Global EbA Fund to support Catalytic Climate Change Adaptation Initiatives

 Deadline Date: April 21, 2024

 Donor Name: Global EbA Fund

 Grant Size: $100,000 to $500,000

Implemented by IUCN and UNEP with funding from the International Climate Initiative (IKI) of the German Federal Ministry for the Environment, Nature Conservation, Nuclear Safety and Consumer Protection (BMUV), the Global EbA Fund is a catalytic funding mechanism for supporting innovative approaches to EbA to create enabling environment for its mainstreaming and scaling up.

By supporting catalytic climate change adaptation initiatives, the Fund will help overcome barriers to upscaling EbA, address knowledge gaps, pilot innovative EbA approaches, engage in strategic EbA policy mainstreaming, and incentivise innovative finance mechanisms and private sector EbA investment.


  • Strategic Objectives of the Fund have been defined as follows:
    • Strategic Objective 1: To build awareness and understanding of the critical role of natural assets in underpinning resilience, expand the knowledge and evidence base to help make the case for working with people and nature, and enhance institutional capacities for mainstreaming EbA into national plans and policy frameworks and vertical integration and alignment of EbA across sectors.
    • Strategic Objective 2: To address planning and other governance gaps in policy and regulatory environments to increase the attractiveness and feasibility of using and upscaling ecosystem-based approaches for climate change adaptation.
    • Strategic Objective 3: To expand access to sustainable short- and long-term finance mechanisms for applying and scaling up ecosystem-based approaches for climate change adaptation, including the incentivisation of private sector investment in EbA and reducing EbA’s dependence on high management capacity and continuous financial input.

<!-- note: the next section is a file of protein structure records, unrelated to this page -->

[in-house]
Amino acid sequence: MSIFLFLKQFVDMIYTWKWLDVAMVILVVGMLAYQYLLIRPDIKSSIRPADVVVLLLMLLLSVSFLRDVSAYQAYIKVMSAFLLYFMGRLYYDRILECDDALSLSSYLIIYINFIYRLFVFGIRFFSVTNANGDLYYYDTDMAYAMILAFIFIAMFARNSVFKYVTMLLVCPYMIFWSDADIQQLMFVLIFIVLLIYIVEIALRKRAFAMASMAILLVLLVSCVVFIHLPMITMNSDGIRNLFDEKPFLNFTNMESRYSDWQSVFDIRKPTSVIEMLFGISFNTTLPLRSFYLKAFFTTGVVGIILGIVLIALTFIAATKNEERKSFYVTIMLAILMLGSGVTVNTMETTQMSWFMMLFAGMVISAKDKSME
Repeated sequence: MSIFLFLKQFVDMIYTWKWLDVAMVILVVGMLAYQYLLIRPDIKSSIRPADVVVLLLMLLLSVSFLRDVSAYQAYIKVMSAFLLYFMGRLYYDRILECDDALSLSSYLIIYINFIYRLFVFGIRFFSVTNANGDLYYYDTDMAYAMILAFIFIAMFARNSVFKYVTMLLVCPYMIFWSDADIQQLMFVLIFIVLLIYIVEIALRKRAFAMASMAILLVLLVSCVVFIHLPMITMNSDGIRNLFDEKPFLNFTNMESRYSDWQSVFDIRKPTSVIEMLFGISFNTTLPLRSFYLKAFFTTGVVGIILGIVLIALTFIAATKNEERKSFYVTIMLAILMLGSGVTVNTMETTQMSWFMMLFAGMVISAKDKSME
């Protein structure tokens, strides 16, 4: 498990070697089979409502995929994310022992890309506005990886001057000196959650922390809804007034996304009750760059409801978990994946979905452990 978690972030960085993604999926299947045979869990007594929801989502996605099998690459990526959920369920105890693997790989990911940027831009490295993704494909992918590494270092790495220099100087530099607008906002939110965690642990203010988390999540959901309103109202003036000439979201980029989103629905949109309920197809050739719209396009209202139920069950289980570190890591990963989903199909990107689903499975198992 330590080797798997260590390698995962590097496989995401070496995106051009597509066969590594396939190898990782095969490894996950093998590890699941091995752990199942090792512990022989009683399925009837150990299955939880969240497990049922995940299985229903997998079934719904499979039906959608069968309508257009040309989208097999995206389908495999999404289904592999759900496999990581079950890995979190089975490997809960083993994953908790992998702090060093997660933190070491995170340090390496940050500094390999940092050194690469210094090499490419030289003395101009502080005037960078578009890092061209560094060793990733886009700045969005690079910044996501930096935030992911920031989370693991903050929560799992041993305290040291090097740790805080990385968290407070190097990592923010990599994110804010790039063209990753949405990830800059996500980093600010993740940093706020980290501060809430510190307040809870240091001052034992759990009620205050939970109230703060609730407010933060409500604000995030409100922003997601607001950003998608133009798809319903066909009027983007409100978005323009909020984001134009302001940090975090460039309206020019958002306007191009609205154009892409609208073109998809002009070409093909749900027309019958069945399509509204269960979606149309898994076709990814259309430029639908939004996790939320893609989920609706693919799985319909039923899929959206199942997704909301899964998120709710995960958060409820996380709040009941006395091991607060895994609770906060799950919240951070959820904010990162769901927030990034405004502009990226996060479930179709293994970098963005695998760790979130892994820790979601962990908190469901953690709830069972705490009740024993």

• Pillar 1: Levers for catalytic change:
    • A catalytic intervention is defined as “a targeted intervention that leads to a transformative shift at a systemic level at either global, regional, national, or sub-national scale”.
    • Lever for change is defined as “an area of work that has the potential to deliver wide-ranging positive change beyond its immediate focus”
    • Examples of levers for catalytic change that projects could focus on include but are not limited to:
      • Policy and policy instruments:
        • support the inclusion and/or mainstreaming of EbA into national, subnational and sectoral policies, as well as NDCs, NAPs4 and related policy frameworks;
        • support the establishment of green public procurement practices to include EbA.
      • Education, capacity building and skills development:
        • inclusion of EbA into the curricula of formal, informal education, technical and vocational education and training, as well as lifelong-learning/capacity building activities targeting groups of practitioners that are directly involved in shaping policy and practice, such as architects, engineers, public servants, city planners, agriculturists, etc.
      • Financing:  
        • de-risking lending for EbA approaches
        • innovative finance mechanisms for EbA (e.g. community incentive schemes, green, blue and resilience bonds for EbA).
      • Working through the value chain perspective of a sector or commodity to identify hotspots and entry points for change to ensure the adoption of EbA, diversify business models and incentivise private sector collaboration. Some examples of working through the value chain perspective and shifting business models:
        • food processing company that changes its business model to collaborate with and/or support producers who adopt ecosystem-sensitive practices;
        • a tourism destination that adopts ecosystem-sensitive practices as a result of project activities.
  • Pillar 2: Functional Data and Science
    • This involves taking a data or science-driven approach to promote EbA action. It may involve extracting information and insights from data to make a case for mainstreaming EbA and to inform decision making.
    • Some examples of projects include, but are not limited to:
      • climate risk and vulnerability assessments, including considerations on One Health;
      • future scenario modelling;
      • cost-benefit and multi-criteria analysis and making an economic case for EbA;
      • job generation potential;
      • improvements to monitoring, evaluation and learning frameworks.
  • Pillar 3: Innovation for Adaptation
    • Innovative projects on EbA are the ones that are yet to be proven, are at the initial stages of development, or are yet to be tested in a different context and can take the shape of an approach, a process, a practical tool or an application. It is based on horizontal and collaborative working practices that consider a diverse range of views and the context in which the innovation is taking place.